Discussion in 'Landscape Lighting' started by NightScenes, Jul 29, 2008.

  1. NightScenes

    NightScenes LawnSite Silver Member
    Male, from Kingsland, Texas
    Messages: 2,214

    Ok, so I see threads on here all the time talking about pricing out jobs and I have never once seen anyone mention insurance as a cost of doing business. I carry $3 mil in general liability and I also carry workers comp. The cost for this alone is over $1200 a month. Do the rest of you carry all of this insurance? If so, don't you pass this on in your pricing?
  2. INTEGRA Bespoke Lighting

    INTEGRA Bespoke Lighting LawnSite Platinum Member
    Messages: 4,102

    Paul, we are fully insured, like you.

    All of my soft costs are passed along in each day of work on a site. Your cost of doing business should be factored into your operations.

    Take all of your soft costs for the last year. I mean all of them: Phone, Insurance, Rent, Marketing, Safety Gear, everything except labour, materials and trucks. Now you have a number to work with. Say it is 100,000.00 bucks.

    Now figure out how many days you were open for business last year. Call it 250 days.

    Now divide your total soft costs by the number of days open. $100K / 250 = $400 per day. This is what it cost you to open your door for business.

    So if you are on an installation that takes 5 days. You should be factoring in your cost of operations into the quote. 5 days x $400 = $2000.00 Start your quote with this. then add the job specific costs.

    If you are not doing this, then it is you who is paying for the operation expenses of your business. Many small business owners do not know of this or do not practise it. Then they are surprised at the end of the year to see how small their NET profit is.

    Hope this helps.
  3. AI Inc

    AI Inc LawnSite Fanatic
    Messages: 27,061

    You may want to shop around a little Mine is $8k annualy for comp , GL and 3 trucks, 2 with full coverage.
    $4k less then I was paying last yr after putting iot out to bid this past winter.
  4. NightScenes

    NightScenes LawnSite Silver Member
    Male, from Kingsland, Texas
    Messages: 2,214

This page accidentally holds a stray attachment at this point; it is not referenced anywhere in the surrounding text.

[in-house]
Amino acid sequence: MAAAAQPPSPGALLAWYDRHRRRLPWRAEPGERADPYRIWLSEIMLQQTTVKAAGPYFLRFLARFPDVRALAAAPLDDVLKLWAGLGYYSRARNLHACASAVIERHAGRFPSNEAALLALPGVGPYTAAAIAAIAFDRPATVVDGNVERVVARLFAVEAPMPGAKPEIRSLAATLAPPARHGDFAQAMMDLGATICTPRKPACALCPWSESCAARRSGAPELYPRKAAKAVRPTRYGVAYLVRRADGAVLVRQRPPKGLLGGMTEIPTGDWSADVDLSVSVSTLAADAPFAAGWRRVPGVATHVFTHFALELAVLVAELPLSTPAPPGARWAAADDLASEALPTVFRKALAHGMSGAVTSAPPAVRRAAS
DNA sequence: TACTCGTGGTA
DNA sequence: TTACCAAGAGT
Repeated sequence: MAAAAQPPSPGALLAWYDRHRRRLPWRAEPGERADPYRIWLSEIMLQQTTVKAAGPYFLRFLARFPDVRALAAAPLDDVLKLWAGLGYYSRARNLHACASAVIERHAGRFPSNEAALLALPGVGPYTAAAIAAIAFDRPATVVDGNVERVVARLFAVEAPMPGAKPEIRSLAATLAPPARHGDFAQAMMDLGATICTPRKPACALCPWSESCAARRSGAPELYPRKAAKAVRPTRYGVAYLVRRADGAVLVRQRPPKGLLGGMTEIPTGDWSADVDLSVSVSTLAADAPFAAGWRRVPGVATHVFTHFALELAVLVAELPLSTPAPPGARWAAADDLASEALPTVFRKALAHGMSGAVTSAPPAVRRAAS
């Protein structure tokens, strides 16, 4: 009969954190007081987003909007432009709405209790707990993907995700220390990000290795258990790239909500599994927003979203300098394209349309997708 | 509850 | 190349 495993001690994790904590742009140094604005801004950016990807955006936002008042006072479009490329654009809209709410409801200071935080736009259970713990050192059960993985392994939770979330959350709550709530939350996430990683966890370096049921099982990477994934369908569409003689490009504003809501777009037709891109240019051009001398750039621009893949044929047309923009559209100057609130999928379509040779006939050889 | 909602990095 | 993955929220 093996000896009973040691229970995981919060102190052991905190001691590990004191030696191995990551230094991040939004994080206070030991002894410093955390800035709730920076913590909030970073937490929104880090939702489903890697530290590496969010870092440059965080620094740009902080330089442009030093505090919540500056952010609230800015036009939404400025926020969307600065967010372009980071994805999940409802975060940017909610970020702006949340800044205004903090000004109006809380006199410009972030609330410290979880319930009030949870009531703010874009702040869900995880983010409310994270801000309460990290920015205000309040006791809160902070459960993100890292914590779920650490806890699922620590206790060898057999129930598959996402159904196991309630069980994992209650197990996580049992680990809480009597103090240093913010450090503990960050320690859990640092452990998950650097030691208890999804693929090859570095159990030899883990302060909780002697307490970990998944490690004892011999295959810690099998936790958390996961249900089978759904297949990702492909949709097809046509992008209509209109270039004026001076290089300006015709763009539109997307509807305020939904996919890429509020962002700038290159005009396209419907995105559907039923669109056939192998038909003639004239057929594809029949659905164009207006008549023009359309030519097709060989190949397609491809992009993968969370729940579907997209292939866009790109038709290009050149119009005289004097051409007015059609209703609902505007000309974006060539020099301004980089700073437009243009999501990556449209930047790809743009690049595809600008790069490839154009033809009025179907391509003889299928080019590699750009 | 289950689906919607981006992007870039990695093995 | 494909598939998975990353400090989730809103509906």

My comp is around 8k but I also have the liabilty. I didn't even include the insurance for the three trucks and a trailer. Then there's the insurance for my office and storage space...
  5. AI Inc

    AI Inc LawnSite Fanatic
    Messages: 27,061

    How much payroll is that on?
  6. NightScenes

    NightScenes LawnSite Silver Member
    Male, from Kingsland, Texas
    Messages: 2,214

    About $250k I think. I don't have it in front of me right now.
  7. AI Inc

    AI Inc LawnSite Fanatic
    Messages: 27,061

    ok, that does sound right in line.
  8. S&MLL

    S&MLL LawnSite Senior Member
    Messages: 751

    2 mil general liability-Workman's comp-2 trucks 1 with full coverage. Somewhere around 950 a month. Although payroll not as high as you Night scenes.
  9. Chris J

    Chris J LawnSite Silver Member
    Messages: 2,843

    So how does one show these costs on the estimate? Do you have a line item called "cost of operations", another for materials, and another for labor? I try to factor in all of the costs associated with doing business, but my proposals are in the most simplistic form. Only the number of fixtures/transformers along with the wire footage and any boring necessary then a total cost. I'd very much like to see a sample bid to get some ideas for changing my forms.
  10. JeffY

    JeffY LawnSite Senior Member
    Messages: 324

    What we do is take what material we would use, then charge a percentage of "overhead recovery" which is what it would take to run the business. Since we have various operations of maintainence, irrigation, landscape, and hardscape, each one has their own overhead recovery percentage. Then we find our labor and how long it would take. Labor should be cost of the hire plus all other thing associated with that such as insurance. We also have an overhead recovery percentage on labor. Then we factor in the overhead recovery on equipment used. This method is part of the Vander Koi method that my boss employs. It works well for us because of its multiple recovery percentages. It took a long time to find out the percentages, but once we were comfortable with our percentages, we stuck with it.

    One key thing is, we don't show the client itemized costs in our proposal and instead the total cost. We have noticed that some clients are going to ask why they are charged this much for an item when they can get it cheaper somewhere else. So we just give them two figures, one for the deposit and one for the total cost of the installation.

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